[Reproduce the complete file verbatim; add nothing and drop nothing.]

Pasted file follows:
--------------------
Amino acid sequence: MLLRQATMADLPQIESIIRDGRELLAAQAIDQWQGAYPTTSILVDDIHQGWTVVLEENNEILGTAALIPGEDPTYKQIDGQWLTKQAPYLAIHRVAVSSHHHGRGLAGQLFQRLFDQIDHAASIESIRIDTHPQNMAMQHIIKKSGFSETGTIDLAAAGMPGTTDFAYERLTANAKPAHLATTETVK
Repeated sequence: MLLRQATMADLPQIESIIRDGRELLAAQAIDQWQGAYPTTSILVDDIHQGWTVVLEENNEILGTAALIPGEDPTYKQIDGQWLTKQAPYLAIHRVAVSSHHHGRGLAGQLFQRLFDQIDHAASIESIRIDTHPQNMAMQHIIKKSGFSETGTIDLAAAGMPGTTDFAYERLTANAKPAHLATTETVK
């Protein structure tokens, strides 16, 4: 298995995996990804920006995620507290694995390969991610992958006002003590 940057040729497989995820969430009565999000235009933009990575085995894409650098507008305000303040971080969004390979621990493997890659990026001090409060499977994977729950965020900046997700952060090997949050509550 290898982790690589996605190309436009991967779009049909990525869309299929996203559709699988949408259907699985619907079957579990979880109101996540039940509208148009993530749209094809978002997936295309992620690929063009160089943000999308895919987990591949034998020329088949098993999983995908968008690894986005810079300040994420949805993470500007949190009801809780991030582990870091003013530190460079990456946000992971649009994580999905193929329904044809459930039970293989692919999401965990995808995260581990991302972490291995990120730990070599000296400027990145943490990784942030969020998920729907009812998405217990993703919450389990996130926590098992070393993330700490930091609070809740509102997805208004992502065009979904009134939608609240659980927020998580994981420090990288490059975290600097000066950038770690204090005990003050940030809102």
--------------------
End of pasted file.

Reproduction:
Amino acid sequence: MLLRQATMADLPQIESIIRDGRELLAAQAIDQWQGAYPTTSILVDDIHQGWTVVLEENNEILGTAALIPGEDPTYKQIDGQWLTKQAPYLAIHRVAVSSHHHGRGLAGQLFQRLFDQIDHAASIESIRIDTHPQNMAMQHIIKKSGFSETGTIDLAAAGMPGTTDFAYERLTANAKPAHLATTETVK
Repeated sequence: MLLRQATMADLPQIESIIRDGRELLAAQAIDQWQGAYPTTSILVDDIHQGWTVVLEENNEILGTAALIPGEDPTYKQIDGQWLTKQAPYLAIHRVAVSSHHHGRGLAGQLFQRLFDQIDHAASIESIRIDTHPQNMAMQHIIKKSGFSETGTIDLAAAGMPGTTDFAYERLTANAKPAHLATTETVK
């Protein structure tokens, strides 16, 4: 298995995996990804920006995620507290694995390969991610992958006002003590 940057040729497989995820969430009565999000235009933009990575085995894409650098507008305000303040971080969004390979621990493997890659990026001090409060499977994977729950965020900046997700952060090997949050509550 290898982790690589996605190309436009991967779009049909990525869309299929996203559709699988949408259907699985619907079957579990979880109101996540039940509208148009993530749209094809978002997936295309992620690929063009160089943000999308895919987990591949034998020329088949098993999983995908968008690894986005810079300040994420949805993470500007949190009801809780991030582990870091003013530190460079990456946000992971649009994580999905193929329904044809459930039970293989692919999401965990995808995260581990991302972490291995990120730990070599000296400027990145943490990784942030969020998920729907009812998405217990993703919450389990996130926590098992070393993330700490930091609070809740509102997805208004992502065009979904009134939608609240659980927020998580994981420090990288490059975290600097000066950038770690204090005990003050940030809102």